As the Ottawa Senators prepare to welcome young additions from the 2020 NHL Draft, they say goodbye to two cherished veterans.
In a Zoom call with reporters, general manager Pierre Dorion confirmed what has long been suspected: the Senators are moving on from venerable goaltender Craig Anderson and the team’s hard-nosed defenceman, Mark Borowiecki. Both are expected to pursue free agency on Oct. 9.
Anderson, 39, was not offered a contract. Borowiecki, 31, a player Dorion once said he wanted to make a “Senator for life,” is leaving on his own terms. Dorion saluted them both on the way out the door.
“Craig should be given so much credit -- it was one of the best trades (the late GM) Bryan Murray made,” Dorion said. “He’s the winningest goalie in this organization’s history, and I will go on the record as saying he’s the best performing goalie in this organization. The best goalie we’ve ever had.
“But it’s time for us to take another direction. And we thank him for everything he did.”
Anderson, who came to Ottawa in 2011 in a trade with Colorado for Brian Elliott, quite likely saved Murray from getting fired -- so well did he play down the stretch that year, for a team headed to a rebuild. His Senators record: 202-168-46 with a .914 save percentage and 2.84 goals-against. Anderson is the franchise leader in games played by a goaltender (435), starts (422), wins (202) and save percentage. He's second all-time in shutouts with 28, two behind Patrick Lalime.
Dorion called Anderson the “MVP” of the 2017 run to the Eastern Conference Final.
“It’s unfortunate we were unable to win a Cup with Craig but he did many wonderful things for this organization,” Dorion said.
Look for Anderson to be honoured in some way by the Senators next season. He’s a good fit for the Ring of Honour.
Borowiecki was that rarest of 30-year-olds in Ottawa, a Senators player who was drafted and stayed here for more than a decade. The Kanata native has been Boro-Cop on the ice and on the streets -- breaking up a robbery in Vancouver this season -- and a community role model off it, with deep ties to several charitable organizations.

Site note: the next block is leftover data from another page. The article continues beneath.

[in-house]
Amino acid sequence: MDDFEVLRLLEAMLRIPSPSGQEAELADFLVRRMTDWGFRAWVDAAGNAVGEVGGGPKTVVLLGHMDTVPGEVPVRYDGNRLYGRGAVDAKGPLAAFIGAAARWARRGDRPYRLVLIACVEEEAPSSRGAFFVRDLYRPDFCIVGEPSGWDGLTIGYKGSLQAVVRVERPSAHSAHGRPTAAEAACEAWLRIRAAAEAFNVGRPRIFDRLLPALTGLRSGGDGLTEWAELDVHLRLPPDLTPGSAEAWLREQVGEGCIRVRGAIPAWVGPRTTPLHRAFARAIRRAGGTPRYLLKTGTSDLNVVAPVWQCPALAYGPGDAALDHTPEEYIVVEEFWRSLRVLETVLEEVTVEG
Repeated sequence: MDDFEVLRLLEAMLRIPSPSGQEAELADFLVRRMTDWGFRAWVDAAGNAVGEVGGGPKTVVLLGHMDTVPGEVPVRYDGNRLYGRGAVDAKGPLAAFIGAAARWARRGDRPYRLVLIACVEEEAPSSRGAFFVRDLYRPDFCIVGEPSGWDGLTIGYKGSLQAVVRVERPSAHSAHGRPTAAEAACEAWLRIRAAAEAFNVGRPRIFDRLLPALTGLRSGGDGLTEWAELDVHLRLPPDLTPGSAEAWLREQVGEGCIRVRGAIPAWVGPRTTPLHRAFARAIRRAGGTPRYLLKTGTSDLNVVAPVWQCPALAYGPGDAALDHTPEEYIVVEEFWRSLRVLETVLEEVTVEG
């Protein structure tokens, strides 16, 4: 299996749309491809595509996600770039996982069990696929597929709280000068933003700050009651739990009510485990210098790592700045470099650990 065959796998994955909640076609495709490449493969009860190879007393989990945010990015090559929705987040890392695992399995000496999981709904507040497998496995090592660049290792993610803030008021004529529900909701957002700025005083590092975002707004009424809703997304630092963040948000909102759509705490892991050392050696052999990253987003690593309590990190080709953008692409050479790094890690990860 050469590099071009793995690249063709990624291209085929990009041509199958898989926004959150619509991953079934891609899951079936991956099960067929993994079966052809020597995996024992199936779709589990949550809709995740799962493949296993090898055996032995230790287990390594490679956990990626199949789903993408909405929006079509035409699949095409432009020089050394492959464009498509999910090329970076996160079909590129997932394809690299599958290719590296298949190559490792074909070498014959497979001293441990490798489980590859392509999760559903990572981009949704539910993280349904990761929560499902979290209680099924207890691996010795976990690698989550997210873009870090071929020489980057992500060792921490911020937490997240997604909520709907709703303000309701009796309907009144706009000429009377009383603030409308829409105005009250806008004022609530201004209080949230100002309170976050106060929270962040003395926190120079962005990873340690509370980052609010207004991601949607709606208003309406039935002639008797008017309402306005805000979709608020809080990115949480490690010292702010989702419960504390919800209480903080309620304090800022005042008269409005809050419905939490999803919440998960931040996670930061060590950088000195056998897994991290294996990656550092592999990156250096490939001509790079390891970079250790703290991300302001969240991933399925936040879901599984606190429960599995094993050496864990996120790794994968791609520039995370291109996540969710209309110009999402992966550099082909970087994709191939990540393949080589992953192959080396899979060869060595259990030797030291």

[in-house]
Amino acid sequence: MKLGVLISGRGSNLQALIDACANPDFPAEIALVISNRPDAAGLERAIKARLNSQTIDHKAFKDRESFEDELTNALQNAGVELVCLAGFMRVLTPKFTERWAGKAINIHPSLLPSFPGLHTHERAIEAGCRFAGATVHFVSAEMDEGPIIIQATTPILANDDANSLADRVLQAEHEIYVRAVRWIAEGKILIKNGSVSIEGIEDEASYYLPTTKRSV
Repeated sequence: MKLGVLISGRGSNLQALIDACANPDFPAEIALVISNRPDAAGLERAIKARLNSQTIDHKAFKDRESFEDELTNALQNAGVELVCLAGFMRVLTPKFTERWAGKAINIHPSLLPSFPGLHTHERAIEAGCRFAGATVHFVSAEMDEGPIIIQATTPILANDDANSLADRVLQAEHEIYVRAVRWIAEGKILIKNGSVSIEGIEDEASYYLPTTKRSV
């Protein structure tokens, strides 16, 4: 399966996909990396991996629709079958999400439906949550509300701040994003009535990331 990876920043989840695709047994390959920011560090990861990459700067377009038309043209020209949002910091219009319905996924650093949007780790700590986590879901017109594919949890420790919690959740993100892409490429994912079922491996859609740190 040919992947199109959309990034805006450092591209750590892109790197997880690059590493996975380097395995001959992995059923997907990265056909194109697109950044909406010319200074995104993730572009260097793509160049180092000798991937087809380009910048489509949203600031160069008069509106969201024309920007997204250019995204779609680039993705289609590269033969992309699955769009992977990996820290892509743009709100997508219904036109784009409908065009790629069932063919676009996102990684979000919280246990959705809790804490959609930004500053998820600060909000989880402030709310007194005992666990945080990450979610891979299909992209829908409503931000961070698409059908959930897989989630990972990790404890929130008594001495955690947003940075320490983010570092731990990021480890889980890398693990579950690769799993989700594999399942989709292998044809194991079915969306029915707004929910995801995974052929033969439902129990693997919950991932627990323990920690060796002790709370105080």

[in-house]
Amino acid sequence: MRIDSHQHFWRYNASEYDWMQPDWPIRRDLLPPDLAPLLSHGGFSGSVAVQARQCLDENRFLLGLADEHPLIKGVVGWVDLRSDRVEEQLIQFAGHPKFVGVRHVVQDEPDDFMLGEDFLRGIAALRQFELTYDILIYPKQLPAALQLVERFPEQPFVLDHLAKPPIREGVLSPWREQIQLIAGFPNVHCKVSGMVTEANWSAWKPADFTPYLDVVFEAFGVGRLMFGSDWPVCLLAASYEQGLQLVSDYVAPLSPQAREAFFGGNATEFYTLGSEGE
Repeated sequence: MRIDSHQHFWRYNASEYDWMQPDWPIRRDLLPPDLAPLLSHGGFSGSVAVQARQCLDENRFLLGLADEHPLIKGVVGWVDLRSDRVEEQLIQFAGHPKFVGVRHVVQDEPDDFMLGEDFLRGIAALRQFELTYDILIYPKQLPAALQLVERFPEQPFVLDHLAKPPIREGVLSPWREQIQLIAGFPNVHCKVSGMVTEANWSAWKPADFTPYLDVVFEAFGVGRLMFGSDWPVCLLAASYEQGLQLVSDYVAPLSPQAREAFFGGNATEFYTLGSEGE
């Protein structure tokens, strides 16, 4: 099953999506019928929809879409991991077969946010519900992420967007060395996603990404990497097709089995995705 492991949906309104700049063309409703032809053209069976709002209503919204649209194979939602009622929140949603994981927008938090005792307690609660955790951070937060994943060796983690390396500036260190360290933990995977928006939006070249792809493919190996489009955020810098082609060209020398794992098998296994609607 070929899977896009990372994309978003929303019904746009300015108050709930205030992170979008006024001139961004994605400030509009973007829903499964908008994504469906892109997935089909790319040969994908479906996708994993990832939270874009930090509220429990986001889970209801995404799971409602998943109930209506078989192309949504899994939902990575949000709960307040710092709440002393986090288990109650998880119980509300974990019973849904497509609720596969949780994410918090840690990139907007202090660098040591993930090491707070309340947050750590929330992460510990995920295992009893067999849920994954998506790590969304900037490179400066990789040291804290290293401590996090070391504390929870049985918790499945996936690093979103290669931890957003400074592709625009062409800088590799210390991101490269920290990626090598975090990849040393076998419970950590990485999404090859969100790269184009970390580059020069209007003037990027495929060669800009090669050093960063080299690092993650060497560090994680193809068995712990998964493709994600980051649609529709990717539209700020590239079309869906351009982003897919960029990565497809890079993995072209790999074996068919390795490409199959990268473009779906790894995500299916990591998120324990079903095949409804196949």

Along with Anderson, Borowiecki has been a veteran leader for the Senators as the team got younger in recent years and the likes of Mark Stone, Kyle Turris, Erik Karlsson, Jean-Gabriel Pageau and Matt Duchene left via trade.
“Mark has been a great member of this team for many years,” Dorion said. “If he’s going to go to the free agent market, we thank him for everything he has done. I don’t think you will ever meet a better person... someone who has great values. He’s a great human being.
"But at the same time we have to respect a player’s wishes.”
They leave a big void. Bobby Ryan, 33, is the only long-standing veteran remaining. He joined the Senators in 2013 via trade from Anaheim.
Look to Dorion to shore up his veteran depth either through trades at the draft or free agency.
“We are not going with a team of all young players,” Dorion assured fans. “We will add key veterans to solidify the progress of our young players.”
Draft: Best player or match needs?
With picks at Nos. 3, 5 and 28 plus four more in the second round and 13 selections overall, Dorion and chief amateur scout Trent Mann will be overlooking one of the Senators' most important drafts in just two weeks time.
While it’s expected Ottawa will take either Quinton Byfield or Tim Stutzle with their first pick, Dorion wasn’t going to tip his hand on the pick at five. There is a group of excellent forwards available, but also defenceman Jake Sanderson, who could be playing alongside Senators prospect Jacob Bernard-Docker at the University of North Dakota this season.